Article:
When we cannot solve disputes voluntarily we turn to lawyers and lawsuits. We must be ready to have a judge or jury solve our dispute after a courtroom battle that days or weeks after months or even years of seemingly endless preparation. The resulting judgment often does not address the real issues, since winning or losing money is the only solution a court can offer.

Lawyers are advocates. Our job is to persuade the judge and jury that our client should win . That’s the fundamental nature of our adversary system of justice. Judges and juries give only one answer. Once it is given, there is no more negotiating; there is no more room for compromise. There is only the costly route of appeal to a higher court.

Any litigation takes on a life of its own. The dispute that caused the lawsuit becomes ever more entrenched. The lawsuit changes from being a tool for resolving a dispute and becomes a central fact of life, polarizing the parties and demanding their involvement and commitment.

Many cases involving local government draw media attention. The media looks for sound bites and spin, then quickly moves off the story when it is no longer “breaking news.” The public officials who are sued feel attacked and alienated. Their professional judgment will be put in the hands of a jury who knows nothing about their profession (other than the highly dramatized and wildly inaccurate portrayals on television and in the movies.)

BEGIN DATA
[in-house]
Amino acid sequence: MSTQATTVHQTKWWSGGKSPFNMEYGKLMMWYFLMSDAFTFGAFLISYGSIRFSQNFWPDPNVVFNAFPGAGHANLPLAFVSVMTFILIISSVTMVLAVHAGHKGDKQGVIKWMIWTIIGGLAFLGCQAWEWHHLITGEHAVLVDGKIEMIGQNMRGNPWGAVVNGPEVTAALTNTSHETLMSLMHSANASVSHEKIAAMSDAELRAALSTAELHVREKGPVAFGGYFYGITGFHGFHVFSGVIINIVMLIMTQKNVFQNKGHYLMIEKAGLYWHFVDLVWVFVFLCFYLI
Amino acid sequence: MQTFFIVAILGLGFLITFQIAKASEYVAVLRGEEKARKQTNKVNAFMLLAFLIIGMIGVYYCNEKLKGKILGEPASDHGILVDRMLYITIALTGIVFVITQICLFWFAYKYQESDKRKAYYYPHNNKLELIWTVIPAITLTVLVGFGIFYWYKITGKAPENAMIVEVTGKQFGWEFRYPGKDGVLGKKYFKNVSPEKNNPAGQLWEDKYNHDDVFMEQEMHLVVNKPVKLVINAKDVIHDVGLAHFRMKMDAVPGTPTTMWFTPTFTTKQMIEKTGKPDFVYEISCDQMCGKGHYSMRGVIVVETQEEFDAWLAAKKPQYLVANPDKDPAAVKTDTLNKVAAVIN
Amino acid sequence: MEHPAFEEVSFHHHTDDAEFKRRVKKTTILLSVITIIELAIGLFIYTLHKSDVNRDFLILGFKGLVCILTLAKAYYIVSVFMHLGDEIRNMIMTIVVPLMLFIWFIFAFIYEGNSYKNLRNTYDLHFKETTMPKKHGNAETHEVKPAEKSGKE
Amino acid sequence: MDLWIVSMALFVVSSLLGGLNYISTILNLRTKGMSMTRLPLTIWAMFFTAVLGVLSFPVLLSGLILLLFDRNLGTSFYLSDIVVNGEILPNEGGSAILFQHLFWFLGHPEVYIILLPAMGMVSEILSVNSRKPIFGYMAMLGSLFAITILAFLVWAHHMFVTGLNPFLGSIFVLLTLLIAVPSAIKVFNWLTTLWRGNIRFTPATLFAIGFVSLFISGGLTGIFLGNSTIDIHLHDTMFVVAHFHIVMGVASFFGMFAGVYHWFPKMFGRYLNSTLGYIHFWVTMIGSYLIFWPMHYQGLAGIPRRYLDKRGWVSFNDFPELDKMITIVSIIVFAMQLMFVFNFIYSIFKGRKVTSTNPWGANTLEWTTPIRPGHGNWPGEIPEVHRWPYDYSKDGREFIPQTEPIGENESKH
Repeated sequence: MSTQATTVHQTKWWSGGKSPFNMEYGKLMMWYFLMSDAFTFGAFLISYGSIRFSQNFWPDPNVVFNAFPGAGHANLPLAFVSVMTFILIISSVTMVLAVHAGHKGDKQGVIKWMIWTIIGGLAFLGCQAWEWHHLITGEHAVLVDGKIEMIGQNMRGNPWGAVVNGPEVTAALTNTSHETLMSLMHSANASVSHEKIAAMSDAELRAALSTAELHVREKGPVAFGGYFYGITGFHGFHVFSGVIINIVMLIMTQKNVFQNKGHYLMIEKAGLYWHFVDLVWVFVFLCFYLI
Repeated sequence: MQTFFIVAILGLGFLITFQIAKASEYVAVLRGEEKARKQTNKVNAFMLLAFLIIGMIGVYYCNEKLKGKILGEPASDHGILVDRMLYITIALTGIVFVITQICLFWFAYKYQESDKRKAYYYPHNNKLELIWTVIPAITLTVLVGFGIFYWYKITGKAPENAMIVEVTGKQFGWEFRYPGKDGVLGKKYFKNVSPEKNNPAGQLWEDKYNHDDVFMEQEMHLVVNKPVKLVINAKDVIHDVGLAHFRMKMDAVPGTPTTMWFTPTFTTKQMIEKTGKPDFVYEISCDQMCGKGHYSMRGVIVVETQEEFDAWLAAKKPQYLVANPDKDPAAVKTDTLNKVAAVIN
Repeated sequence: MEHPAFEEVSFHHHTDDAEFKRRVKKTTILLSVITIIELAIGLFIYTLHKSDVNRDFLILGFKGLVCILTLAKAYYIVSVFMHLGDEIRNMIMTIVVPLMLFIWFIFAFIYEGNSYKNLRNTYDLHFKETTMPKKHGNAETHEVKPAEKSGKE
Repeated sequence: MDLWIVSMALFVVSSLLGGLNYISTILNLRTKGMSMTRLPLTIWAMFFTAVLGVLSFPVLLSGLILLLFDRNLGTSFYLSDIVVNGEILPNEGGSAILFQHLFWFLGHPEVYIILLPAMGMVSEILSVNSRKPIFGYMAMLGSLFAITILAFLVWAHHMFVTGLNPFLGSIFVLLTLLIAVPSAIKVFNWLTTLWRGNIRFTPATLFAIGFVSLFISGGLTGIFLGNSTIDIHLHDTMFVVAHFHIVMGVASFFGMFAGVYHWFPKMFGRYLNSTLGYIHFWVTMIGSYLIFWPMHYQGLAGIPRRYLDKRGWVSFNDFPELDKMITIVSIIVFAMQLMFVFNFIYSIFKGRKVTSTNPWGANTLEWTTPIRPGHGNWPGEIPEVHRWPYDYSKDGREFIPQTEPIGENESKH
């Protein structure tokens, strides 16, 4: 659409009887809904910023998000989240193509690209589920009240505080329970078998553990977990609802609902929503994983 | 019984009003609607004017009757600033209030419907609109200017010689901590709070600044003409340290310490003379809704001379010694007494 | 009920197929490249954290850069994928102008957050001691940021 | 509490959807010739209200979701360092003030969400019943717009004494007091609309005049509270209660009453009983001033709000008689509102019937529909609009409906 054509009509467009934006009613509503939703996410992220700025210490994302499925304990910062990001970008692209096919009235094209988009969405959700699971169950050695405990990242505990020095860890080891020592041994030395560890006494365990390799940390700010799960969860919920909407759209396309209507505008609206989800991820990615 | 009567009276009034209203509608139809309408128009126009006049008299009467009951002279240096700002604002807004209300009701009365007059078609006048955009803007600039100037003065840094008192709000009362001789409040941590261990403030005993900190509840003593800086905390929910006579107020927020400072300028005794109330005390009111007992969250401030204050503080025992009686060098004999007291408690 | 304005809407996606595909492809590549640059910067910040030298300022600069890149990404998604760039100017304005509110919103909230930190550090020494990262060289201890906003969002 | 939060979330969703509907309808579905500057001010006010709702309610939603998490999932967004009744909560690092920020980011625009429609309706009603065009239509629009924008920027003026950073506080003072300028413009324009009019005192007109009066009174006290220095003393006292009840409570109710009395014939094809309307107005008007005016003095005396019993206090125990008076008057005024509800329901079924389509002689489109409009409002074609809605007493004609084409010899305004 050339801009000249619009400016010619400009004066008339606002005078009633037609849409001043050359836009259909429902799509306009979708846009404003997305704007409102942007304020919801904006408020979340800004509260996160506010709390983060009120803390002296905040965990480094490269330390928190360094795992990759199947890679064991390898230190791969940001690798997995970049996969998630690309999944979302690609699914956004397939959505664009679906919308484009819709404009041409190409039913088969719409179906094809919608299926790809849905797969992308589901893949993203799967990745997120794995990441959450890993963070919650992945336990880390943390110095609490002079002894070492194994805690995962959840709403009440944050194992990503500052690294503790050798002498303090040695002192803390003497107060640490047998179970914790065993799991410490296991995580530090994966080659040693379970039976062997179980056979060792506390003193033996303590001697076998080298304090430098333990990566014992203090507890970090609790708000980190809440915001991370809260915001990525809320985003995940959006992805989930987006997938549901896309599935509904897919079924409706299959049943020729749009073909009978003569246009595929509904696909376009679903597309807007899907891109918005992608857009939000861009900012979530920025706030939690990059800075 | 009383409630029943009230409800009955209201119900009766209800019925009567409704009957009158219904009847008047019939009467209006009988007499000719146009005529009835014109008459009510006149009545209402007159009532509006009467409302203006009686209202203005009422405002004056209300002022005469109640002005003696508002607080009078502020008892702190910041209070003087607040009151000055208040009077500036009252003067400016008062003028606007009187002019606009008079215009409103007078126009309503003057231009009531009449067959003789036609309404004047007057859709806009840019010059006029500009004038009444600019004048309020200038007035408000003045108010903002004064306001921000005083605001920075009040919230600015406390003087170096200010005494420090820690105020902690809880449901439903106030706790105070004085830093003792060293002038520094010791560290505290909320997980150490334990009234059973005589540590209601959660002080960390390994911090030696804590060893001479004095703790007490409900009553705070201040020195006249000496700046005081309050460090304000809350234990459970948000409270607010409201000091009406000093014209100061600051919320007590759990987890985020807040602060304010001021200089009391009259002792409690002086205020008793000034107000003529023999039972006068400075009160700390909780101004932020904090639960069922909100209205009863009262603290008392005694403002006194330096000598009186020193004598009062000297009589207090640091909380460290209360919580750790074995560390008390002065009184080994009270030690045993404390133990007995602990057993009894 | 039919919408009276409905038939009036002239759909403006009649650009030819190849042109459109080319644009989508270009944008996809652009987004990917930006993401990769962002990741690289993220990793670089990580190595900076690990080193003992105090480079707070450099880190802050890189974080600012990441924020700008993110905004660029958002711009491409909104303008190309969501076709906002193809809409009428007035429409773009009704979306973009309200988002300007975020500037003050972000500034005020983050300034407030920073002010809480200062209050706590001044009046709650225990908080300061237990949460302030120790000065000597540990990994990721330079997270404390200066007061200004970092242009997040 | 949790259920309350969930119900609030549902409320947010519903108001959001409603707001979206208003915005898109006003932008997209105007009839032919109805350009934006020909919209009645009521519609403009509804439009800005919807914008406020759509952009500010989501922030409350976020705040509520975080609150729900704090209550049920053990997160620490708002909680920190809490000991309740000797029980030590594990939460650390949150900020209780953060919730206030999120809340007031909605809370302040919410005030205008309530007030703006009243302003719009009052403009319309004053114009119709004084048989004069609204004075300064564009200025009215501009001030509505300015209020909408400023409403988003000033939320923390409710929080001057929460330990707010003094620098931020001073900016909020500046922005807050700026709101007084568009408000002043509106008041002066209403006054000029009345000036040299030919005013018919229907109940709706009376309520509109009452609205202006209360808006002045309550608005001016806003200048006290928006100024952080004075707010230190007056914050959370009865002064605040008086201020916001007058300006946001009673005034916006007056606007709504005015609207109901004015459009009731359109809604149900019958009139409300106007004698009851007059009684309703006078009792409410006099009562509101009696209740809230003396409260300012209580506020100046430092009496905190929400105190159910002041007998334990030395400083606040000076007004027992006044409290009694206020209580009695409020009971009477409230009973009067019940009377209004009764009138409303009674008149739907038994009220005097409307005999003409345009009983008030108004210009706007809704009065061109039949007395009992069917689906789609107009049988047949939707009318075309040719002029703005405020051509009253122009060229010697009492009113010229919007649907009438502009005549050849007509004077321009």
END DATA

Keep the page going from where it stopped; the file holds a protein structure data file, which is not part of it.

For the ones who make the claim, life can be put on hold. Closure of grieving the loss of a loved one, the loss of a job, the loss of dignity or a need for vindication of unfair treatment can become a central part of one’s life while the lawsuit is still alive.

My mission is to help my clients survive this process, to offer mediation and arbitration alternatives as an honest broker and neutral decider for all parties, and to use my skills and experience to help bring claims made against local governments and their officials to a successful and cost-effective resolution for my clients, whether they be plaintiffs or defendants.




© 2010 William G. Blair, PC | (503) 608-7222 | Bill@BlairLawOregon.com